The Beginner’s Guide to Strength Training

The Beginner’s Guide to Strength Training

The Beginner’s Guide to Strength Training

There are many different goals that people tell me they want their fitness programs to achieve. However, the one goal that is most often cited is increased muscle tone and strength.

And, as a strength training coach and trainer I love to hear that, especially from my over-40 crowd.

After the age of 40 our strength begins to decline (they call this atrophy), and continues on that downward spiral to hell 8 to 10 percent, per decade, thereafter (Baltimore Longitudinal Study of Aging).

Now, this decline in strength not only affects our ability to move and our strength in general, it also has serious consequences on our metabolism.

Our metabolisms are what dictates how many calories we burn throughout the day. A higher metabolism, the more calories we will burn. The more calories burned, the better our chances are for a slimmer, trimmer body.

How do you keep your metabolism running as quick and agile as a bunny?

You can start by holding onto those muscles that are slowly disintegrating with each passing year.

The more muscle you have, the more calories your body needs to support that muscle (a pound of muscle at rest burns about 6 calories, while a pound of fat burns about 2).

You see, it requires more calories for the body to keep a pound of muscle warm (because the body loves staying in a homeostasis state of 98.6 degrees Fahrenheit), than it does a pound of fat.

Intense strength training can also increase your BMR (Basal Metabolic Rate) and your EPOC (Exercise Post Oxygen Consumption). Both of which can lead to some serious calorie burning.

In fact, fat loss studies have proven that high intensity strength training can burn fat faster than traditional aerobic exercise. So, say good bye to running and hello to the bench press if you are looking to lose weight.

Beginner's-Guide-Strength-Training

What else can strength training do for me?

Strength training is the only means of fighting that age-related business of muscles wasting away (atrophying).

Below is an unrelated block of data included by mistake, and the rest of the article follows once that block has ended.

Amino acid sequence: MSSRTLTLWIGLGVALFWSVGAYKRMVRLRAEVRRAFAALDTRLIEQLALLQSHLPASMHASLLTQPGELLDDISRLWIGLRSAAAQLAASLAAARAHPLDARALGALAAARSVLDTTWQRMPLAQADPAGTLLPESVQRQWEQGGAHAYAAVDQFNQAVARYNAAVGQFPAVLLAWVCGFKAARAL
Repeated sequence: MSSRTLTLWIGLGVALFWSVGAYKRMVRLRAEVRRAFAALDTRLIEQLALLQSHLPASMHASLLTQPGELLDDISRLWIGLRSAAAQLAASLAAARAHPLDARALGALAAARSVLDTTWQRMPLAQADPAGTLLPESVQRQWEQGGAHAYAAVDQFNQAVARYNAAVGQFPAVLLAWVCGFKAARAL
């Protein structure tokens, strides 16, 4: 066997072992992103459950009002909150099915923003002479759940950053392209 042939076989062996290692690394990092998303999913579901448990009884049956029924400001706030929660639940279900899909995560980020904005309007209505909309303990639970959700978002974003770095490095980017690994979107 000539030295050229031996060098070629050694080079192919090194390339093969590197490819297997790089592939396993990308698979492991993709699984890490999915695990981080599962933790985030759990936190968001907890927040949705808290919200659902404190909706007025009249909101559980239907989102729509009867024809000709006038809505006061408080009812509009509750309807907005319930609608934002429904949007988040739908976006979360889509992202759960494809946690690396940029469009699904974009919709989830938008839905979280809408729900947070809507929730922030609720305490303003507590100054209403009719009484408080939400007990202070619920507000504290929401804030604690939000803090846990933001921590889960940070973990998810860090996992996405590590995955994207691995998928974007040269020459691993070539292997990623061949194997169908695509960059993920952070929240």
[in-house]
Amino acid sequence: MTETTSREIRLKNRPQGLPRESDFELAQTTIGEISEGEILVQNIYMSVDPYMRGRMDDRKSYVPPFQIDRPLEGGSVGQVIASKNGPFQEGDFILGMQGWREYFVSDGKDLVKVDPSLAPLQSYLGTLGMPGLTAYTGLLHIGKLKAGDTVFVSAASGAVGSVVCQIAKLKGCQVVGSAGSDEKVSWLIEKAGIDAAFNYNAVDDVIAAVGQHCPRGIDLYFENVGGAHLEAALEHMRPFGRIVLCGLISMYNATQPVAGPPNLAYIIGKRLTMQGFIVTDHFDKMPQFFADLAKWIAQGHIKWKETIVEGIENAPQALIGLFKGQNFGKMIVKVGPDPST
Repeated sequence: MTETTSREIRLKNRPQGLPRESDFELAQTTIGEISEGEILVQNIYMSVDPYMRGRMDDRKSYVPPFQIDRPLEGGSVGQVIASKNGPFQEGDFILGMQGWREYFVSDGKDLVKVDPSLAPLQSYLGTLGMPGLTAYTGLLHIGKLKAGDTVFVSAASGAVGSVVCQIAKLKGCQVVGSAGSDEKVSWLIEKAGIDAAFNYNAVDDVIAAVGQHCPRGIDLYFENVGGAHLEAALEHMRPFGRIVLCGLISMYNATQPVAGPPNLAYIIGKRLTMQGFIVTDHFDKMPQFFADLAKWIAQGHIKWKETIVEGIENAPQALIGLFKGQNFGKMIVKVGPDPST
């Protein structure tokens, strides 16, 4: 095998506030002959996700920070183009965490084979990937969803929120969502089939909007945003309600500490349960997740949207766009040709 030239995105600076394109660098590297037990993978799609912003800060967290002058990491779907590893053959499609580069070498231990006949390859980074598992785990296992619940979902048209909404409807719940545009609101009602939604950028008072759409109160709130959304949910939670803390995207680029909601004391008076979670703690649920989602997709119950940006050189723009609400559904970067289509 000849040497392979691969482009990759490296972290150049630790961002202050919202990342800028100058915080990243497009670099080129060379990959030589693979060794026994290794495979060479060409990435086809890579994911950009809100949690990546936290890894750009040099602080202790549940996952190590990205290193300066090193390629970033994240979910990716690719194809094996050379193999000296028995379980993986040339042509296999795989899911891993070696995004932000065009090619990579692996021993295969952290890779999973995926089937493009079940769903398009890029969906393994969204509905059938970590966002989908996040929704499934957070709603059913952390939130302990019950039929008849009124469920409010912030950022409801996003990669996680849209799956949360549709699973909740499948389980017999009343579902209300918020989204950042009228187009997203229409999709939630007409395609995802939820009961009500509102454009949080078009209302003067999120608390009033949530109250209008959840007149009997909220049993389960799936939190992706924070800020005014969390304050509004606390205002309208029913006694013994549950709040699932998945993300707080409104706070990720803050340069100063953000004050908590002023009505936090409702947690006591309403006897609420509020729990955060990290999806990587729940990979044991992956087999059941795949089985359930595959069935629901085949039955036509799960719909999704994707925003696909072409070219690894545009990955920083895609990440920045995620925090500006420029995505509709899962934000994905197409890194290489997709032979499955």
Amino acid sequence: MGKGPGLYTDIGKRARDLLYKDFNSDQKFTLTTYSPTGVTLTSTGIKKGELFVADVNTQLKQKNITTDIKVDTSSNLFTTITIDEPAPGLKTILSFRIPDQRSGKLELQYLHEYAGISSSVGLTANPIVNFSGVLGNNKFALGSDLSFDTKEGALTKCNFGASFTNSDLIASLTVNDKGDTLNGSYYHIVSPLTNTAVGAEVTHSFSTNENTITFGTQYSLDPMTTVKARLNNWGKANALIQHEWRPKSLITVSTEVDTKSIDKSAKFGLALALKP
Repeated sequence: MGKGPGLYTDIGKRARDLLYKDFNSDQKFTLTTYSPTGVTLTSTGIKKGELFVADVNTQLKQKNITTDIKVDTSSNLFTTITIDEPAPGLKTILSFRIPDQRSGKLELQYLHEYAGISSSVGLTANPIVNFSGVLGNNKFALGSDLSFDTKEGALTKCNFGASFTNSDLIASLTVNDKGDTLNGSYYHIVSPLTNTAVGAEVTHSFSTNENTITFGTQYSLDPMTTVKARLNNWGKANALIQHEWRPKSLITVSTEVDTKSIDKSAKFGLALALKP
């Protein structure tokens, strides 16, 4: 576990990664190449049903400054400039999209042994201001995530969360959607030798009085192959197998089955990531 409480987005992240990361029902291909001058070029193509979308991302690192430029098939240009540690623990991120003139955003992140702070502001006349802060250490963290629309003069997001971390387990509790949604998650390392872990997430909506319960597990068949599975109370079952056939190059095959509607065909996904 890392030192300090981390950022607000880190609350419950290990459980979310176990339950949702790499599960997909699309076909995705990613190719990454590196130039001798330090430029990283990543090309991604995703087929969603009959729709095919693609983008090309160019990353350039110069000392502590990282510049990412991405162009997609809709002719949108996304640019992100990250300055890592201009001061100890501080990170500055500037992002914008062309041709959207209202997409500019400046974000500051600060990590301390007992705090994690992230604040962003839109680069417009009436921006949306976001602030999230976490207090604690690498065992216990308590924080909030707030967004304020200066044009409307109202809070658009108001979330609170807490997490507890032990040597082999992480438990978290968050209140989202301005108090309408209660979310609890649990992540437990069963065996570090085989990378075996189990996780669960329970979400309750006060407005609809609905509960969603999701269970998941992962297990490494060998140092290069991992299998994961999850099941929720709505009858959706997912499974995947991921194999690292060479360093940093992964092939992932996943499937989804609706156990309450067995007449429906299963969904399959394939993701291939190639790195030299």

In addition, strength training: increases bone strength, decreases resting blood pressure and lowers individuals’ risk for type 2 diabetes.

And, as mentioned above it is also a champion when it comes to burning fat.

As a beginner how often should I lift weights?

Every day and twice on Sundays.

Just joking. If you are just starting to lift weights you are in a fantastic place. Beginner’s ALWAYS see gains, and quickly. It’s because the moves and exercises are a new stimulus to you and your body is going to respond in a positive and happy way!

I recommend, to all new exercisers, a twice a week strength training routine, working all the major muscle groups of the body, with at least a day’s rest in-between lift days.

From there, as you get stronger and more accustomed to strength training, progress to 3-4 times a week.

This change in frequency will usually have to happen by month three, as you start to plateau. However, a simple tweak to your intensity and how often you lift will get you over that hump so that you can continue to see change and growth.

Is it safe to strength train at any age?

You betcha! Strength training will help improve balance, (therefore decreasing the risk of falling), sustain a longer independence in life and reduce the risk of osteoporosis.

In a recent study, researchers found that walking by itself was not enough of an overload to stimulate bone-building cells. Weight training and impact-type exercises were found to be more advantageous.

Try this Beginner’s Strength Workout 

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How many reps should I do?

There are two primary types of muscle fibres: slow twitch and fast twitch.

Slow twitch muscle fibres move more slowly and have more mitochondria (structures located within the muscle cell that contain enzymes needed to metabolize food into energy sources). This means that they have a higher aerobic capacity and are less resistant to fatigue.

On the other hand, fast twitch muscle fibres are characterized by their fast speed of contraction but lower level of aerobic capacity. Since we carry both sets of fibres, I always recommend periodizing a strength program of:

  • 4-8 weeks of high reps (1-3 sets of 13-20 repetitions) at a light load. This should address the slow twitch muscle fibres.
  • Then, for the next 4-8 week period, switch your program to a heavier load of 8-12 reps for 1-4 sets. This type of programming should avoid exercise plateaus and address both types of muscle fibres.

Are machines better than dumbbells?

Machines. Suck. Period. All right, I’ll be a little generous; they are kind of good for beginners and those coming back to the gym after an injury.

This is because they support the individual and help dictate the plane of motion to lift in. However, that’s precisely why I hate them too.

We should be learning to support our own bodies and move through our own range of motion, and not that of a machine. I prefer dumbbells, barbells, kettlebells, tubing, TRX, cable machines, pulley systems, stability balls, the BOSU, the Rip Trainer, medicine balls and wobble boards.

Try this TRX & Dumbbell Workout.

Suggested workouts for beginners:

 

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Over 40: 4 Tips On What To Do In The Gym

Over 40: 4 Tips On What To Do In The Gym

Over 40: 4 Tips On What To Do In The Gym

So, you’re in your 40’s or 50’s. Congrats, God willing you have reached the midway point of your life.

But, now that you are here does that mean that you need to start training your age, start training with precautions and restrictions because you might break?